This Great Lake Swimmers article was written by Eva Hibbs, a GIGsoup contributor
The Louisiana is the venue that everyone wants to see their favourite band play. 2001 saw The Strokes, Kings of Leon and Goldfrapp perform there. Amy Winehouse, The Libertines and Mogwai have also taken to its stage. Though, as Tony Dekker warns before he kicks off, “If you’re here to see The White Stripes for £4, you’re slightly too late.” Today, the low-ceilinged, carpeted room is host to bands who either feel very much on the verge of discovery or those who – selling out their home country shows – are accumulating international recognition. There’s no one on the bill that’s yet considered a great of rock/pop, “But,” Tony continues, “you have got us; we’re the Great Lake Swimmers from Toronto, Canada.” And that’s what it’s all about.
Along with them across the pond, the swimmers brought Meg Baird, whose delicate voice and winding melodies help wrestle out the week’s hustle and bustle. In the interim, high-spirited punters chat up Tony and co. at their merch table by the bar. If anyone purchases an ‘egg shaker’ for the show, the swimmers tell them, they won’t regret it. Come nine forty-five and the upstairs room is filling up quick. Unassuming audience members, such as I, take post up front, aligned with the sound rig. We’ve all been to festivals; we listen to our headphones full blast – how loud could it really be? After Great Lake Swimmer’s storming intro I take a few paces back. Seriously loud.
The foursome are Tony on vocals/acoustic guitar, Miranda on violin, Eric on banjo/electric guitar, Bret on double bass, and Greg on drums. They are accomplished players; they swing through their sixteen-song set with joy and ease, playing to one another as much as to the crowd. Tony’s effortless vocals snake us through their latest album release, ‘A Forest Arms’, occasionally dipping back to points through their twelve-year life as a band.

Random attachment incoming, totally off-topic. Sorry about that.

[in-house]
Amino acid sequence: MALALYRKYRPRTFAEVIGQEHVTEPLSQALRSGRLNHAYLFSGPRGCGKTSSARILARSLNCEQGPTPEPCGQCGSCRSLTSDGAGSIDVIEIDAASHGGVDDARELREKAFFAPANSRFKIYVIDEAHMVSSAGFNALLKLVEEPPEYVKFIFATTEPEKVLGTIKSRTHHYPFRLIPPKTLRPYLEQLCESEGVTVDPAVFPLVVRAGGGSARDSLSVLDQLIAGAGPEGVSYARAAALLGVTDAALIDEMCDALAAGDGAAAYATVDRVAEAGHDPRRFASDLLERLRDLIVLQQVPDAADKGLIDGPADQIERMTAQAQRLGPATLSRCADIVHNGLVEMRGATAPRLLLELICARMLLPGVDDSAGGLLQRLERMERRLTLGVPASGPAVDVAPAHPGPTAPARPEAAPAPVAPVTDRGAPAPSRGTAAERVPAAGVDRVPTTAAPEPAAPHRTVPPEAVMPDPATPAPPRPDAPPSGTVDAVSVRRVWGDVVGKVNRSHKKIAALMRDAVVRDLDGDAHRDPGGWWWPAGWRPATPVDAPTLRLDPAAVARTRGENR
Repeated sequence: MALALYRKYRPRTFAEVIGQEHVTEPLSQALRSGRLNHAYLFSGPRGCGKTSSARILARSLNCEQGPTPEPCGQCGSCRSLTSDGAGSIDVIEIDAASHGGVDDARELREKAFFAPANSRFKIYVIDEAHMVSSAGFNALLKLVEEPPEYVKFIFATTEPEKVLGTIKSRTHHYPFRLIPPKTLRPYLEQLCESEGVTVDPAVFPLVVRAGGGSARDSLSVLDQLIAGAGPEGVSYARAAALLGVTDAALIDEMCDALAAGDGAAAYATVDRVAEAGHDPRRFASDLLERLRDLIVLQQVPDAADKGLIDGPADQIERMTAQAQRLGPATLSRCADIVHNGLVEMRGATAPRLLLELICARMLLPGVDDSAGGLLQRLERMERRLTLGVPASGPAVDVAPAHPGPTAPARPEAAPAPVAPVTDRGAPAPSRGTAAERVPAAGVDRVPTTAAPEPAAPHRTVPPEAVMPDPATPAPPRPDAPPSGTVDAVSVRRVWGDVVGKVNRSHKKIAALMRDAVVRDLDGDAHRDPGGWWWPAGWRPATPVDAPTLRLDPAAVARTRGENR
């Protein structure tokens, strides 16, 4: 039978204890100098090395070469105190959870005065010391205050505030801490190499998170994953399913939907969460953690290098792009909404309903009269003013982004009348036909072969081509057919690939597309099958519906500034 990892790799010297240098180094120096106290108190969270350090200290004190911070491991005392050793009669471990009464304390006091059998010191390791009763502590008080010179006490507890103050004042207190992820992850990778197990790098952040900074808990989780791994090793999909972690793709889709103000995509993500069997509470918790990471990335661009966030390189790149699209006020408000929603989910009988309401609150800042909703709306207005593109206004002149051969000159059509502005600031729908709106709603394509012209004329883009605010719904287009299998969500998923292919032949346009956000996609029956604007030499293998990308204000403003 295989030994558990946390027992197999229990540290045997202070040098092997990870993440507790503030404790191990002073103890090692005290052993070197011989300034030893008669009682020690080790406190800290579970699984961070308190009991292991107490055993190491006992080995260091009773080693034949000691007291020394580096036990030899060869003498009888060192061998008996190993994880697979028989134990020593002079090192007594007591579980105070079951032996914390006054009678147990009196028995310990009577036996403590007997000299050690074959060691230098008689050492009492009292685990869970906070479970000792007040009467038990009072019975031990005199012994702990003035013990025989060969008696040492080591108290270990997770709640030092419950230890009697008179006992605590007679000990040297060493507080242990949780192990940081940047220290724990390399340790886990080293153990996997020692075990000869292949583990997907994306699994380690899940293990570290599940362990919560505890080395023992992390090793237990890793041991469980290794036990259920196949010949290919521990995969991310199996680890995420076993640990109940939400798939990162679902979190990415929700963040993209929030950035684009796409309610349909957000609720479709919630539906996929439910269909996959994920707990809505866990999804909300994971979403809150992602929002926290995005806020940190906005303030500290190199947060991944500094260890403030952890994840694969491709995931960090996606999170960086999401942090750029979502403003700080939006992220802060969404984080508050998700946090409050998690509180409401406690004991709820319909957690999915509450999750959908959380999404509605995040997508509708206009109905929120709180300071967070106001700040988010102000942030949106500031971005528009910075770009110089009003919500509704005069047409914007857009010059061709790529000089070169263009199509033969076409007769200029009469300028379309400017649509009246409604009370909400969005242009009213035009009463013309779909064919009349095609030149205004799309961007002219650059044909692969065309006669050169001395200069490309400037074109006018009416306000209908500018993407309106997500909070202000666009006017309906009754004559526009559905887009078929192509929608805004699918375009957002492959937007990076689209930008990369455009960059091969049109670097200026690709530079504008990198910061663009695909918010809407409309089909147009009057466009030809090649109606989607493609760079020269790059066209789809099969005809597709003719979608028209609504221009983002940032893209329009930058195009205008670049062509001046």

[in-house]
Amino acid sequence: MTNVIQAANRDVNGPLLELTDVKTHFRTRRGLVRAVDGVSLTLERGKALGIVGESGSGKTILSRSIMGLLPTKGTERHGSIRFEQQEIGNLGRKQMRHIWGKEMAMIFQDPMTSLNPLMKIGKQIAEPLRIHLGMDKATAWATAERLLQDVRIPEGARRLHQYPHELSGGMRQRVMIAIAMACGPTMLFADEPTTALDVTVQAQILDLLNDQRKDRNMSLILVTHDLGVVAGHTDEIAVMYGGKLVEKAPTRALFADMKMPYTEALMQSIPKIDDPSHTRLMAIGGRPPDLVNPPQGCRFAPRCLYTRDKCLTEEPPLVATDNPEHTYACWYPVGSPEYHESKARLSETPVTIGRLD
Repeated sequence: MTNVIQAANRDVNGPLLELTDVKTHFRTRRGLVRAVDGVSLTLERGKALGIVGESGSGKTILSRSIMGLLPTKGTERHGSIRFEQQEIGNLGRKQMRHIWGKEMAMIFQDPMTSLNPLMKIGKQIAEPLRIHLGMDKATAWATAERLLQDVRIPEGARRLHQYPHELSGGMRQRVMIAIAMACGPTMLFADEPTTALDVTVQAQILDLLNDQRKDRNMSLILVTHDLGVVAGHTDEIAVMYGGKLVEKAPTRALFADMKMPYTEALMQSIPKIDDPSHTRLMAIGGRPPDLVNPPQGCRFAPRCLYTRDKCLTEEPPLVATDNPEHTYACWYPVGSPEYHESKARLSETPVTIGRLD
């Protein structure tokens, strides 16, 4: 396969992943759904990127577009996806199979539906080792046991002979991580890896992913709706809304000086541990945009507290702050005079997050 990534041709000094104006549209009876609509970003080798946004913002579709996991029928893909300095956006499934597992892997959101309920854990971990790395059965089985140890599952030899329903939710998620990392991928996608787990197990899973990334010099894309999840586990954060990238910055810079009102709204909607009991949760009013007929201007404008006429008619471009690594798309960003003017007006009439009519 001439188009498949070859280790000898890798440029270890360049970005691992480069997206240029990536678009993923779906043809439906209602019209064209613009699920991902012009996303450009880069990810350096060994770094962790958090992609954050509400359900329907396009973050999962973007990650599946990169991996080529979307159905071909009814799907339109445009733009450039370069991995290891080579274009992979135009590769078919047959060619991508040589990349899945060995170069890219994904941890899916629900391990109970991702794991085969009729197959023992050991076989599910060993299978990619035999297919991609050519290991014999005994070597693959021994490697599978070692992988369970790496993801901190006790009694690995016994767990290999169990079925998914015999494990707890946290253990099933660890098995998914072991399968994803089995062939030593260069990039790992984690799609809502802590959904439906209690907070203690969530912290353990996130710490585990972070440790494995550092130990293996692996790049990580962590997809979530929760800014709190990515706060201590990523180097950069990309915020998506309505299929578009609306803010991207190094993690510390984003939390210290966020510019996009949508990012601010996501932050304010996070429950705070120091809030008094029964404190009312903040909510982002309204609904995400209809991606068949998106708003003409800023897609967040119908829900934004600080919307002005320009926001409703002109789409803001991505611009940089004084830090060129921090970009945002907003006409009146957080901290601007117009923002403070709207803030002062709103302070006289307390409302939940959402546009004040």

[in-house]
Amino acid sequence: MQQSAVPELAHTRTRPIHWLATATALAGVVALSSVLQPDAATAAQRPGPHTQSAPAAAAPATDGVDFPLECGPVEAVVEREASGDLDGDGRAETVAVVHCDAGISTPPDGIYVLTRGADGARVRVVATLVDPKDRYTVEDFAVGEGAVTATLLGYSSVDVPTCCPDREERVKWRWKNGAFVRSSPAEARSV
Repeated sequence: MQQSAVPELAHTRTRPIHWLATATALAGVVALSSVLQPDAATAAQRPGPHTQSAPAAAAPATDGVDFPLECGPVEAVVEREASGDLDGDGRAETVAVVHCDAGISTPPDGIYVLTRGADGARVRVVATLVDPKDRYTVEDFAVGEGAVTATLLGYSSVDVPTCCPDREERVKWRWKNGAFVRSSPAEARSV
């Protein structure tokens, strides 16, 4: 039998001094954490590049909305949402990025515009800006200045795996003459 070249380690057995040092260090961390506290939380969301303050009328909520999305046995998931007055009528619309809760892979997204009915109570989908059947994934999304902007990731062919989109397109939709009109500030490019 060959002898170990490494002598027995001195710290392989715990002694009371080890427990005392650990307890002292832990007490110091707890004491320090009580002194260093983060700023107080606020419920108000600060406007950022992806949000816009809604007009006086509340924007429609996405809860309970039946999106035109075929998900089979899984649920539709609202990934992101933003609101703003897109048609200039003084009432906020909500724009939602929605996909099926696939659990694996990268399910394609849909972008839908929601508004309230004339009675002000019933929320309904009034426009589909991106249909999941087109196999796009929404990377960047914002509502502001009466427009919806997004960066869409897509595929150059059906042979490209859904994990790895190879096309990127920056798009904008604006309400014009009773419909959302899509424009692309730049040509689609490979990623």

The new album’s showcase peaks at ‘Zero in the City’ and, though the energy ebbs at ‘Don’t Leave Me Hanging’, ‘I Must Have Someone Else’s Blues’ gets the patchy crowd too, singing along, pointing fingers. A front-rower is invited to shake the percussive egg along with them. Though ‘I Was A Wayward Pastel Bay’s’ refrain of “There goes another one, and another one” is beautifully paced, we are grateful for the burst of energy the well-known “Your Rocky Spine” brings. At the band members’ solos, we’re teased with the full extent of their abilities: Miranda, especially, incurs a number of hoots with her flaring violin number.
For better or worse, the songs following these musical bursts consequently feel like an exercise in control. The track they can’t kick off their set list, ‘Moving Pictures Silent Film’, is more affecting when summed up by Tony as “that moment when you wake up from a hibernation-like state and realise that things have changed”, than it is actually played out. Deserving of the encore they mount the stage for – ‘Expecting You’s’ simplicity and rhythm brought the crowd happily back – they take on a Cohen cover without any of the bravado you’d expect from talent as such, and nail it.